When creating business documents in Google Docs, ZoHo, or OpenOffice and sharing them with users of vanilla MS Office becomes both simple and a guaranteed success, there will be much less reason for users to cling to proprietary, locked-in formats. After that, users and IT managers can choose alternative office suites without alienating the regular Office users of the world, and Microsoft will have to protect its cash cow through excellent support, great design, and useful new features, rather than just guarding the well-worn standard upgrade path.
I can't say that Google or Sun or anybody else just won a bigger share of the office software market, and if they did, it won't help their revenue or profits directly anyway. But it's clear as day that Microsoft just took a serious hit, and the impact may take a long time to make itself felt but it will come.
The company's biggest revenue generator may be a shadow of its former self in a few years. I just hope that Microsoft has some alternative business prospects on tap -- and no, tackling Google's search hulk head-on doesn't count.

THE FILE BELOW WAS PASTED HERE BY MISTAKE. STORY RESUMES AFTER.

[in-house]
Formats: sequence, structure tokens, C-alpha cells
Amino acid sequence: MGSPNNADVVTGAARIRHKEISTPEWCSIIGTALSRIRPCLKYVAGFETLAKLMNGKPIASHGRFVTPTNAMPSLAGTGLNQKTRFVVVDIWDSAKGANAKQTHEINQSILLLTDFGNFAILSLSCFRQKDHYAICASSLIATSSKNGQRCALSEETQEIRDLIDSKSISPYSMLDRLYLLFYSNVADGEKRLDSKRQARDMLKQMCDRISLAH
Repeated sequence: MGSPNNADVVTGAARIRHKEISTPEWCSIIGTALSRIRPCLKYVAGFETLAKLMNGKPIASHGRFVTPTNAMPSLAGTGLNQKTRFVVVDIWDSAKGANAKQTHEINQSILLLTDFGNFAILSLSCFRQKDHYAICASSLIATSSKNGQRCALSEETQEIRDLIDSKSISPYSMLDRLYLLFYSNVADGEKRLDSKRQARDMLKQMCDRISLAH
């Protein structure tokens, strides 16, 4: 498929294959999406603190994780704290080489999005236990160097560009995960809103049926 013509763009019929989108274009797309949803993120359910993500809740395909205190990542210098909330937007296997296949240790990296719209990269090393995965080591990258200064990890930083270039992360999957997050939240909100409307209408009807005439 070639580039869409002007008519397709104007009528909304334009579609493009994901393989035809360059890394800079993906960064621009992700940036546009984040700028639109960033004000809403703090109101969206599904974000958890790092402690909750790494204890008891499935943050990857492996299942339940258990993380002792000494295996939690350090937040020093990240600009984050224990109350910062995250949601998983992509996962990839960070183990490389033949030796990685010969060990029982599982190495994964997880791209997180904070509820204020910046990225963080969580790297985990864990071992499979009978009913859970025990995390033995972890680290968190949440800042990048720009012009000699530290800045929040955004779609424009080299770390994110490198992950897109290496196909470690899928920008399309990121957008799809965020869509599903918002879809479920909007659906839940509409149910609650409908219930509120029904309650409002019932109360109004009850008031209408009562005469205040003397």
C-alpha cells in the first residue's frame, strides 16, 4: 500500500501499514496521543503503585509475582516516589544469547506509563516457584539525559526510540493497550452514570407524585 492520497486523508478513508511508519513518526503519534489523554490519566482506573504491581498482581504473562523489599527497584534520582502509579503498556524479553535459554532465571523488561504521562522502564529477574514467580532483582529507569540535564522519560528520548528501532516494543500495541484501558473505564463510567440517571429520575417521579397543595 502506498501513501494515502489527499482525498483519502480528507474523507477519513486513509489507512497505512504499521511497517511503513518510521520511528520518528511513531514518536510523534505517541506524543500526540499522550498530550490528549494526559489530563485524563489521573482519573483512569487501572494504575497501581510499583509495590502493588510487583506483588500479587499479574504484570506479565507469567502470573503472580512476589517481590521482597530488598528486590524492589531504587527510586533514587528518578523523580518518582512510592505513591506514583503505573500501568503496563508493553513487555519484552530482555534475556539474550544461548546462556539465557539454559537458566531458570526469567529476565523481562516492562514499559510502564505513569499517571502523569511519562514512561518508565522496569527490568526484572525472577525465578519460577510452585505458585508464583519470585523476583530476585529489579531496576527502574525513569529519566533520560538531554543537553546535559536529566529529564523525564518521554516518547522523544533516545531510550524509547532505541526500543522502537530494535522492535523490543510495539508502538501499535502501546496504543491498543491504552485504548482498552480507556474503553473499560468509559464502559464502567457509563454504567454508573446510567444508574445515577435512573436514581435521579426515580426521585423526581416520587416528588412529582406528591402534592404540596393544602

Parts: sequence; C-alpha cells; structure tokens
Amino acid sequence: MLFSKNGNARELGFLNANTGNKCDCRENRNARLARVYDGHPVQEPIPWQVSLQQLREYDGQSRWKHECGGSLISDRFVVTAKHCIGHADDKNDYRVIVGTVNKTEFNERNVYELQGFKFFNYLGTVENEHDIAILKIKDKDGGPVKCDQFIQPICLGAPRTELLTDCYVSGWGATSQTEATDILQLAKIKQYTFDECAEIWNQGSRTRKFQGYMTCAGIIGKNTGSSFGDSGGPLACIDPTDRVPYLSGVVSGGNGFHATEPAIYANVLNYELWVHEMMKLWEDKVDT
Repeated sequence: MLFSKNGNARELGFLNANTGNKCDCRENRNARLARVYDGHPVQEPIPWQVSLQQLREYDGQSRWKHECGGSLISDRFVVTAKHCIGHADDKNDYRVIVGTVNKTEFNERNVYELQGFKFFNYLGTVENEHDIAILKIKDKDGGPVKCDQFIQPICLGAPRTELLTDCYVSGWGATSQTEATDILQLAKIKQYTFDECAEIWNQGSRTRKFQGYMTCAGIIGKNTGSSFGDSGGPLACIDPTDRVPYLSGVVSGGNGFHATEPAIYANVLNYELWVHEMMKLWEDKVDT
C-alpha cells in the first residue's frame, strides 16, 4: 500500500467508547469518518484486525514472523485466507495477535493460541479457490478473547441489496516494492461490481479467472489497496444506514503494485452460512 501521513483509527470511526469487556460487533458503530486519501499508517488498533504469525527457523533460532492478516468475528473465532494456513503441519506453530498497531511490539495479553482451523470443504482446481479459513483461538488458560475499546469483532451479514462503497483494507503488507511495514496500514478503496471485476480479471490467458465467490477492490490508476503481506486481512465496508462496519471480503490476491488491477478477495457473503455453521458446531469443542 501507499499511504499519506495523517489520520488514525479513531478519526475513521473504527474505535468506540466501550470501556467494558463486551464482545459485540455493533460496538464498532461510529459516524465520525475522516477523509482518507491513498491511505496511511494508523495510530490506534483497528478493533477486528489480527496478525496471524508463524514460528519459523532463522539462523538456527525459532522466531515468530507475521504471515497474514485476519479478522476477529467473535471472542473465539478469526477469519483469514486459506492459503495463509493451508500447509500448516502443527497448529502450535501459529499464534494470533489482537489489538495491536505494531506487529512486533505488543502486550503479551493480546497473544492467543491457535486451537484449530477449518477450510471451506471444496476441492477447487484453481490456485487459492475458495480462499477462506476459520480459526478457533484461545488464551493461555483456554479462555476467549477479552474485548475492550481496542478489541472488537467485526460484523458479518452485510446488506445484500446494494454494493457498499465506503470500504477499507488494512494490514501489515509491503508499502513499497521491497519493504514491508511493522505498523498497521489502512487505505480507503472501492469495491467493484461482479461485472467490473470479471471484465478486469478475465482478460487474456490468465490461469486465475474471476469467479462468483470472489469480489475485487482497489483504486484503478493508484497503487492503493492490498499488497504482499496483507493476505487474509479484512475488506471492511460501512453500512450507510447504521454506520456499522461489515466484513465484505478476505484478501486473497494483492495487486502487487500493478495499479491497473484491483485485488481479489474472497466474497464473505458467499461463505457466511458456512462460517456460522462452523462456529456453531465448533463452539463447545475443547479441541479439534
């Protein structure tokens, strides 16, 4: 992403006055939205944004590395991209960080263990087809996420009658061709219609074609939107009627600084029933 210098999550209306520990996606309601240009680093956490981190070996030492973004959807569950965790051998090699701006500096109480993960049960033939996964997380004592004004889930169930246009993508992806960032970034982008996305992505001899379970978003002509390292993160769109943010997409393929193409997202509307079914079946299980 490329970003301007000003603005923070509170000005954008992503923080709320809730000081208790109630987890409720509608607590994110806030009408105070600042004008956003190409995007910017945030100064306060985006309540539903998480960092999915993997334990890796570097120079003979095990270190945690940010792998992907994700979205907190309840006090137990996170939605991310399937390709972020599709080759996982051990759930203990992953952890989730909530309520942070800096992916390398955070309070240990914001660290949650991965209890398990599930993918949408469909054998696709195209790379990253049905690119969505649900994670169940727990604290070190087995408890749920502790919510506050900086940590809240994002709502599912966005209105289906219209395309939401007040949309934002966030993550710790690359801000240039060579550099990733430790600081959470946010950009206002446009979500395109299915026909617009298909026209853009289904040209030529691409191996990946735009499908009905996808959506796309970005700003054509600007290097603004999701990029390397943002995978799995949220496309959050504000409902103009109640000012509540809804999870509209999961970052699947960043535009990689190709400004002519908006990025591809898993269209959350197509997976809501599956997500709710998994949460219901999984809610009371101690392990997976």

I have used Google docs once or twice, mostly in a learning environment. No reason not to use them, i think, but I haven’t really exploited them as much as I would need to for work.
I really like MS Office products - even office 2k7, but Open Office is an excellent substitute once you turn off java.
That's why Microsoft has been so keen to keep the inner workings of its file formats secret, so that upstarts like Corel WordPerfect or IBM's (NYSE: IBM) Lotus Office would never get the details quite right.